August 14, 2023

Humans VS AI: Who’s Better at Designing? Part 3

We're back with our review of the ways automation changes the work of designers. Today's article focuses on the future: what skills will be relevant along with further development of AI-tools, Alexey Kulakov's predictions on the evolution of UX/UI design, and his typology of designer roles. Read Part 1 and Part 2 if you missed it - and enjoy!

What’s gonna happen tomorrow 

In the future, the interface environment will change: there will be a bunch of new MR or VR input/output interfaces; voice, haptic and other I/O interfaces will change. 

UX design will be without screens. Haptic interfaces don't have them anymore. In the MR interface, when we look through headsets that add a 3D model of the virtual world on top of the real world, there is a screen – a graphically enhanced 360° view of what's around you.

Most importantly, machines will be much better at predicting a person's next steps. Previous interface paradigm was almost completely based on what the user chooses to do by clicking a button, typing requests, and giving voice commands to a virtual assistant. In the future, more interfaces will anticipate what a person needs, and the interface environment will adjust to this. 

All of this will lead to new graphical user interface (GUI) paradigms.

Timeless skills 

In a world where machines will take over a lot of activities, we, as humans, will still possess some in-demand skills. Based on my experience, I think the list is like this:

  • reflexion  – the ability to analyze one's own experience;
  • Generalization – the ability to make conclusions from observations;
  • the speed of learning new tools;
  • the ability to give and receive feedback to and from colleagues;
  • the ability to model people's experience and behavior using user scenarios.

Specific designer roles 

I talk about experience design, and it can be created not only by designers, but also by programmers, managers, marketers, financiers, data scientists, as well as directors, writers, producers, game designers, and game technicians.

Indeed, we perceive reality through our eyes, so quite often experience is designed by people with excellent visual taste.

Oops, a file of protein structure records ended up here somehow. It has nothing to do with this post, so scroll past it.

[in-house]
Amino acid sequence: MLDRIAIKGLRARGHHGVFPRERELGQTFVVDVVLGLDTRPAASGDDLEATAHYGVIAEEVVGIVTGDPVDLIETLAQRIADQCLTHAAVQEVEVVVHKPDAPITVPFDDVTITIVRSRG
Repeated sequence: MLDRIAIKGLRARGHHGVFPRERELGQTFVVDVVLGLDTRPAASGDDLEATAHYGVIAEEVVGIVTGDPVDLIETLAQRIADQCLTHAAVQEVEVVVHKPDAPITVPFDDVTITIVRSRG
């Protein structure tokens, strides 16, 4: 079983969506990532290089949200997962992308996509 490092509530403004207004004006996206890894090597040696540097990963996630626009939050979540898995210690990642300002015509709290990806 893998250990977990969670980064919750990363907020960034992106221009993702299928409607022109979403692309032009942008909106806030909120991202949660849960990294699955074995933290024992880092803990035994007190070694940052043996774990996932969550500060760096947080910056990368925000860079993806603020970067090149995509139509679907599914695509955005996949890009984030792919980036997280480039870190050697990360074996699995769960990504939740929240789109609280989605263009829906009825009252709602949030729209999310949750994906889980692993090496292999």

Ability to use the visual language, and knowledge of visual culture is crucial. It’s what makes the profession of a designer unique. 

As I see it, designers have 3 roles that make them specifically valuable. 

  1. A camertone is a person with a keen sense of taste. They have a very good intuition about whether a particular feature of an interface is accurate and in tune with the whole style structure. An example of this role for me is Jony Ive, ex Apple's chief designer. I switched from Windows to Mac just because of style preferences, as I simply didn't enjoy the Windows interface as much as I enjoyed the Mac’s one.
  2. A director is the position that’s closest to what I do. Directing that designers do is similar to directing a game: they manage people who interact with a product freely and achieve their goals so that the company benefits. The director-designer looks at the system as a way to manage people's behavior.
  3. A stalker is the most interesting role, in my opinion. It's why I started web design many years ago: because designers and programmers come up with new experiences that no one else has ever experienced before. 

If you want to be a relevant designer and not to worry about your future, you should develop one of these three roles. Sooner or later robots will do the rest of your work for you. 

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